How to Convert a Blueprint Only Project to a C++ Project (using Windows)

This document covers how to convert a Blueprint Only project to a C++ project without writing any C++ code using Windows. This isn’t intended to fold down your Blueprint Logic to C++, it is meant only to wrap your Blueprint Project with a C++ project. Some plugins and engine features require a C++ project and this is an easy way to still work in Blueprints but not be constrained by this limitation.


Convert Process

  1. Open Your Project in the Unreal Engine 4 Editor.
  2. Open up the New C++ Class Dialog by using File -> New C++ Class…
  3. Choose a new “None” class and hit “Create Class.”
  4. You may be prompted with a warning message about being able to compile the game module You can safely ignore this and hit No.
  5. Close any pop-ups, warnings, or success notifications, then close the Editor
  6. Navigate to your project’s folder, right click your project’s .uproject file, and click “Generate Visual Studio project files.”
  7. Open your project in Visual Studio by double-clicking your project’s .sln file.
  8. Visual Studio should load. If it asks you what theme you would like, pick what looks best to you, all screenshots here will be using the Dark theme. You should be looking at something like this.
  9. Find and select your project in Visual Studio’s Solution Explorer.
  10. Set the build configuration drop down to “Development Editor”
  11. Right-click your project in the Solution Explorer and click Build.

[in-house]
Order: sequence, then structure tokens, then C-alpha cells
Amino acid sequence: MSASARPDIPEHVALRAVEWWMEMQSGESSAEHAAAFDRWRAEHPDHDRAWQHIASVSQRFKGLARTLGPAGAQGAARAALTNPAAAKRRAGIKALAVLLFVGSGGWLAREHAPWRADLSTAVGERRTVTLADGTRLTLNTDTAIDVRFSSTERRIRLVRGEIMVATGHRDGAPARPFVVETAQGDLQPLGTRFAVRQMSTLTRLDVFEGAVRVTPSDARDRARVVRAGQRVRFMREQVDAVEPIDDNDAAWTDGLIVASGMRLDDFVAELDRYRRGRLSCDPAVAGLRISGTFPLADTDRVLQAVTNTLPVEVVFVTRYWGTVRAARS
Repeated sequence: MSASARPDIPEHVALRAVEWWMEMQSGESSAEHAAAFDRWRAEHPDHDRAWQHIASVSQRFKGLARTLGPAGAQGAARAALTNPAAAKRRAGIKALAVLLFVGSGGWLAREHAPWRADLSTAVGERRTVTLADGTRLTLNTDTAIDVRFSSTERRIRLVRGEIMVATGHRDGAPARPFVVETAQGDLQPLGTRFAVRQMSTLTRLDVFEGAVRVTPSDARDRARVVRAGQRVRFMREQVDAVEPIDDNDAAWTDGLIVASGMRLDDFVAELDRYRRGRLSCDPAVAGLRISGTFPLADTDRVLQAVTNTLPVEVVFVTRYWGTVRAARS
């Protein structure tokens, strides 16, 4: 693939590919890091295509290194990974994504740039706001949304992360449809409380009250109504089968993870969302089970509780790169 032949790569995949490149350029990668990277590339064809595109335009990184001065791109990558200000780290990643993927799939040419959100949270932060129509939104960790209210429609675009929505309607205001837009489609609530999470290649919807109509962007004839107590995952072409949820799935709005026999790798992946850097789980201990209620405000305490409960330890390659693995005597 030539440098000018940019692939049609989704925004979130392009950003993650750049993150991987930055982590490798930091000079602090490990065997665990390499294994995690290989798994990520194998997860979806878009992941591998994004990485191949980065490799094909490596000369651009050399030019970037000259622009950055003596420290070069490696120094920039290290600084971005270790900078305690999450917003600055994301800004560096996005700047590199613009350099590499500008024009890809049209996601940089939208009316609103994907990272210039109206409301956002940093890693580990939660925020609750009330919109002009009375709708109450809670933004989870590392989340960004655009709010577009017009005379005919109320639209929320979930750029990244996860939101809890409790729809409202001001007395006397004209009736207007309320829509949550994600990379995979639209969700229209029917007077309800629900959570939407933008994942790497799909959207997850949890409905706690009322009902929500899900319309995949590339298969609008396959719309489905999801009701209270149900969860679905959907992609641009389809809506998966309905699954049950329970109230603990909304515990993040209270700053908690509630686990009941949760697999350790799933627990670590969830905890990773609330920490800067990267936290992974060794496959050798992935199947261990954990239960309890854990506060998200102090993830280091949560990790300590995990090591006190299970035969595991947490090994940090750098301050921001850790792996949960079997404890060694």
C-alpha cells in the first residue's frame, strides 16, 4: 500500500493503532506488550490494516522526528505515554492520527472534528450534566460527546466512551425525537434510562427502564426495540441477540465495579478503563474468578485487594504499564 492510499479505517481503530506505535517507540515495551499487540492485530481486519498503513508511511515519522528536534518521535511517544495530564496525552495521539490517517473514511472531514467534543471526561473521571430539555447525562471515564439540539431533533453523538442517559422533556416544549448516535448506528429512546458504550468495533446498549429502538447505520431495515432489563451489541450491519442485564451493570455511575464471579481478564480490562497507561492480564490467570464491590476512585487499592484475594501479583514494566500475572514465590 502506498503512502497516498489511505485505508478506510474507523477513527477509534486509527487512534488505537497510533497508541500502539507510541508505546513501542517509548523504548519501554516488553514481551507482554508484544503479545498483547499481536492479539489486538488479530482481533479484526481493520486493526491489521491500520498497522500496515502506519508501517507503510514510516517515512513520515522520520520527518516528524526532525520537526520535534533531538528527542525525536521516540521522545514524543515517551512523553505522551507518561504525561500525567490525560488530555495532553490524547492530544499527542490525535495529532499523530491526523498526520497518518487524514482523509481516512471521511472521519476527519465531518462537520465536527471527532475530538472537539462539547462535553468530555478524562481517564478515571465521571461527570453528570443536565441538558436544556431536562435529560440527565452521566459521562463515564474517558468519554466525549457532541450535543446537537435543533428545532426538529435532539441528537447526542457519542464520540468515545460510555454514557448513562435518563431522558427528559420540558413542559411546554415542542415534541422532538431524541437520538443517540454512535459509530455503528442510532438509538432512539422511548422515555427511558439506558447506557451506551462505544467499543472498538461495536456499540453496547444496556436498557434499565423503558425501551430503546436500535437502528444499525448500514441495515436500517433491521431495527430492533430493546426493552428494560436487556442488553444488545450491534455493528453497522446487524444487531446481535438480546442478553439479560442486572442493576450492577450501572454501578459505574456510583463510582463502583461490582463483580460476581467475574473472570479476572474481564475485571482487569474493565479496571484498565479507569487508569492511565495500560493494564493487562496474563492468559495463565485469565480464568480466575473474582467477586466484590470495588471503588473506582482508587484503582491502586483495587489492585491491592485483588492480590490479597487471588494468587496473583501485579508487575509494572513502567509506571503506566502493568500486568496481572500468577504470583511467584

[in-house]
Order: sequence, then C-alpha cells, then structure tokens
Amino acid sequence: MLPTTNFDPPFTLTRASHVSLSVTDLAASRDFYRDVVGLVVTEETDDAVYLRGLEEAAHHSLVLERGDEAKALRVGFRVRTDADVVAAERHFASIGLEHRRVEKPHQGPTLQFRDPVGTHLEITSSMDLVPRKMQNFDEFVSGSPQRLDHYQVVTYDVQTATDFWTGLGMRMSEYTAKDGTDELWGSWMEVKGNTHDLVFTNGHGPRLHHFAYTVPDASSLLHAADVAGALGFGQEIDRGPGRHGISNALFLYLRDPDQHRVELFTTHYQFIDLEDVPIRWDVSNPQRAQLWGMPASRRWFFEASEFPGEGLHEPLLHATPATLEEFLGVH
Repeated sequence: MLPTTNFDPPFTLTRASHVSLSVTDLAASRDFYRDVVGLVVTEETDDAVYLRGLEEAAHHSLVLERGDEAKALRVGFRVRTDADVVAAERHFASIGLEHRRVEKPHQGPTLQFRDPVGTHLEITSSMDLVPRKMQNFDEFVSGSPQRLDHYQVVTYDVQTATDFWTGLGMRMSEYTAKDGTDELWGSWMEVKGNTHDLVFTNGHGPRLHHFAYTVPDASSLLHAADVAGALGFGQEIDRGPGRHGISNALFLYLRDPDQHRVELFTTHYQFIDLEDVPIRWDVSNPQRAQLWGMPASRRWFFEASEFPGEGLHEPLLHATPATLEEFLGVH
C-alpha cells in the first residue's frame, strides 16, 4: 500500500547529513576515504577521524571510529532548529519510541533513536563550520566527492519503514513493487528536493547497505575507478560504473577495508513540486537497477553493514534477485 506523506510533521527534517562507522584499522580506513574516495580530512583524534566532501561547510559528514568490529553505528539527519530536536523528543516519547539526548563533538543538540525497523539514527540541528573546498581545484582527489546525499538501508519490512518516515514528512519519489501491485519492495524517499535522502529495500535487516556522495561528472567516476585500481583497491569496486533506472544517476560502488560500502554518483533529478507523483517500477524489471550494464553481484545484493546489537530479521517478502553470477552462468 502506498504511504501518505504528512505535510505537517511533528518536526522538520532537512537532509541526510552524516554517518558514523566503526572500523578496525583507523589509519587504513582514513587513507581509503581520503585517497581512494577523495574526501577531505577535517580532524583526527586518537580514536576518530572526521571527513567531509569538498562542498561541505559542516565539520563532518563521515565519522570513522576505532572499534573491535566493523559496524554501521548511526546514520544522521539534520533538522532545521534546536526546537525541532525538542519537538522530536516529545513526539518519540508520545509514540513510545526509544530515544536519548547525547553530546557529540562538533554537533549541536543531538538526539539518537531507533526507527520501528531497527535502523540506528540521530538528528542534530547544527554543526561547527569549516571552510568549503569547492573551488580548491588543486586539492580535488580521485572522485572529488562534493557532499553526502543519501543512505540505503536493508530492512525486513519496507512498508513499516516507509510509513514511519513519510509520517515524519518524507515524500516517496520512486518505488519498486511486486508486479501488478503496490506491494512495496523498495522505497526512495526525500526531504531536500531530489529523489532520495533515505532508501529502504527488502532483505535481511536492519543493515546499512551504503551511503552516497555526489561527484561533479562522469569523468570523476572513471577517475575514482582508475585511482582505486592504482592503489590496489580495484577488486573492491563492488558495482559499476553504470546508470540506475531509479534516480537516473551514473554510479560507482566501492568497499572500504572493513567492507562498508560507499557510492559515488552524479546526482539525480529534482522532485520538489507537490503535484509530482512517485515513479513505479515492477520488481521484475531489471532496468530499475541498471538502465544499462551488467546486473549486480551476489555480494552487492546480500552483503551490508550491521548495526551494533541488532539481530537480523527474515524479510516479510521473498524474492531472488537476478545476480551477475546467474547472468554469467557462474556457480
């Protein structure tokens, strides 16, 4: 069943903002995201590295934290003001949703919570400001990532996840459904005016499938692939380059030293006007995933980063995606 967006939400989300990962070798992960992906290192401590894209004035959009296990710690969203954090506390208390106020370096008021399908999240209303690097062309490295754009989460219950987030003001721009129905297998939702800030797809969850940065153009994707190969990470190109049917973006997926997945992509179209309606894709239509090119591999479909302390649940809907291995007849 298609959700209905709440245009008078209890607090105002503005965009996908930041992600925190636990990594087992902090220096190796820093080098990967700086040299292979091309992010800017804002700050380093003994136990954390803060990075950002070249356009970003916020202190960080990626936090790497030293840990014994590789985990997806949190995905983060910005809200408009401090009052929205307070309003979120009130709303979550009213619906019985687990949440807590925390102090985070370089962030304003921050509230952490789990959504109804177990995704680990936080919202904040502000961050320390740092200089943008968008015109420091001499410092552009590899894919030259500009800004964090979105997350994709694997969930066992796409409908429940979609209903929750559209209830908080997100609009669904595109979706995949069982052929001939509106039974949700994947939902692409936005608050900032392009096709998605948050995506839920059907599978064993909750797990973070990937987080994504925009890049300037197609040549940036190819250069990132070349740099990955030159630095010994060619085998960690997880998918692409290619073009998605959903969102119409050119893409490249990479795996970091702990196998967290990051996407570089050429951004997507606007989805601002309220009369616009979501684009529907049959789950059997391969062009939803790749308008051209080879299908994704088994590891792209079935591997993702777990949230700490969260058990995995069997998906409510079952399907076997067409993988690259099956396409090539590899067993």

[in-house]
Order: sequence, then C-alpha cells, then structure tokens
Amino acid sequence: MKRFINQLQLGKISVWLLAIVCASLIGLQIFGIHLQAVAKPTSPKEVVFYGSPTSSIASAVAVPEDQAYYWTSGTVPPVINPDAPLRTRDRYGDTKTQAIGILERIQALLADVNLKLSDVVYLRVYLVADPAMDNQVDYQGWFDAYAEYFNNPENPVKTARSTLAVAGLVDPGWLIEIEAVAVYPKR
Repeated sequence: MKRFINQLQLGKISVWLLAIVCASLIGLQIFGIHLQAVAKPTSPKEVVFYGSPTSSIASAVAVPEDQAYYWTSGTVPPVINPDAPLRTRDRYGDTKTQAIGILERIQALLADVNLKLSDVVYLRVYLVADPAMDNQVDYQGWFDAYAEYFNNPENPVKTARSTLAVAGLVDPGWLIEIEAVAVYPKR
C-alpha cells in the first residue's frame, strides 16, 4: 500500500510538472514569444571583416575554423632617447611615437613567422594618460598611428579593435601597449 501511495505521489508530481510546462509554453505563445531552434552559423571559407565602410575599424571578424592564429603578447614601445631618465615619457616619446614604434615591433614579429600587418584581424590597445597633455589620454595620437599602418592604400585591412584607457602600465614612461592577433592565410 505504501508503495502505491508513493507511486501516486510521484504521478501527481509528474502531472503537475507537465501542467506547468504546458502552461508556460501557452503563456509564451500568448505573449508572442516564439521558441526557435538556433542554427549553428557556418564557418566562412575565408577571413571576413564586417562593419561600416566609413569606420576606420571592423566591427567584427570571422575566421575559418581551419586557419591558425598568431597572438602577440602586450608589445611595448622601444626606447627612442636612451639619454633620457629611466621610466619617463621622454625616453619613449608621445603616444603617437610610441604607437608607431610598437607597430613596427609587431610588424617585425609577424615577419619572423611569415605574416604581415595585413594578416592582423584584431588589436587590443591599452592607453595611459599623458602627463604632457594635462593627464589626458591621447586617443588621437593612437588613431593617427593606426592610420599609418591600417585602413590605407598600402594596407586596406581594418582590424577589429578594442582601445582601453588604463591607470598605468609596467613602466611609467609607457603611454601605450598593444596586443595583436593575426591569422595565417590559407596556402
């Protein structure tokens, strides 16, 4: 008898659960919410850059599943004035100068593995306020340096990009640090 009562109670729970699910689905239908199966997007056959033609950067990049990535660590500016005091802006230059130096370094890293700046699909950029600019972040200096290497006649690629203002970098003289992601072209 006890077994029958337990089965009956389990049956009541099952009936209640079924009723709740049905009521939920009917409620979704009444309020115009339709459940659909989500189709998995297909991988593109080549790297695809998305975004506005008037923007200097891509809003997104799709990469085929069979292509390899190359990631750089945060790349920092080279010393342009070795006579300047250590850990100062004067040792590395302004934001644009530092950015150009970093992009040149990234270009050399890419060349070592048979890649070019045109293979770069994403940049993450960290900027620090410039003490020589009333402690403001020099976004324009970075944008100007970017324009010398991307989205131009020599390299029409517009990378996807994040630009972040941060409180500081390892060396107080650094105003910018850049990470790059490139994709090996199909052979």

12. This should result in your project being compiled successfully with zero errors.
  13. Set the build configuration drop down to “Development”
  14. Right-click your project in the Solution Explorer and click Build, again.
  15. This build will take much longer, on the order of several minutes. This should result in your project being compiled successfully with zero errors though, again.


Your Blueprint Project is now a C++ Project. You are able to open up your project just as before and nothing has changed in terms of your project’s functionality, but you are now able to use Engine features that require C++ Projects, such as third-party plugins, Subsystem integrations, dedicated servers, etc. You shouldn’t have to open Visual Studio ever again unless you do some C++ code, but you still have to keep Visual Studio installed.

Michael Allar

Michael Allar
Unreal Engine 4 specialized engineer in Los Angeles. UE4 Marketplace Seller, Engine Contributor, and Forum Moderator. Whether its gameplay, middleware, UI, VR, or backend, as long as it involves UE4 engineering, he is your guy.

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